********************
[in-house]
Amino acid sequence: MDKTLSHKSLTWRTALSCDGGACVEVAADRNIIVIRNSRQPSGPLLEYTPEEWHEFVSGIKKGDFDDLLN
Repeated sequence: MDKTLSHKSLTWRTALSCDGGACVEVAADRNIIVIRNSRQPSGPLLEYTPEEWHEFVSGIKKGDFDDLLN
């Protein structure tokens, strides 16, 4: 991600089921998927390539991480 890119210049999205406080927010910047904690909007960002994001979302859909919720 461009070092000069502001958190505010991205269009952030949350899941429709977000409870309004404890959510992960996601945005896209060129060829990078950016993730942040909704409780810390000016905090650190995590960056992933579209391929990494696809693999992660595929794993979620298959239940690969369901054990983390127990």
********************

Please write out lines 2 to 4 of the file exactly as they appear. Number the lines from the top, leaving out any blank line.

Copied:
Amino acid sequence: MDKTLSHKSLTWRTALSCDGGACVEVAADRNIIVIRNSRQPSGPLLEYTPEEWHEFVSGIKKGDFDDLLN
Repeated sequence: MDKTLSHKSLTWRTALSCDGGACVEVAADRNIIVIRNSRQPSGPLLEYTPEEWHEFVSGIKKGDFDDLLN
């Protein structure tokens, strides 16, 4: 991600089921998927390539991480 890119210049999205406080927010910047904690909007960002994001979302859909919720 461009070092000069502001958190505010991205269009952030949350899941429709977000409870309004404890959510992960996601945005896209060129060829990078950016993730942040909704409780810390000016905090650190995590960056992933579209391929990494696809693999992660595929794993979620298959239940690969369901054990983390127990």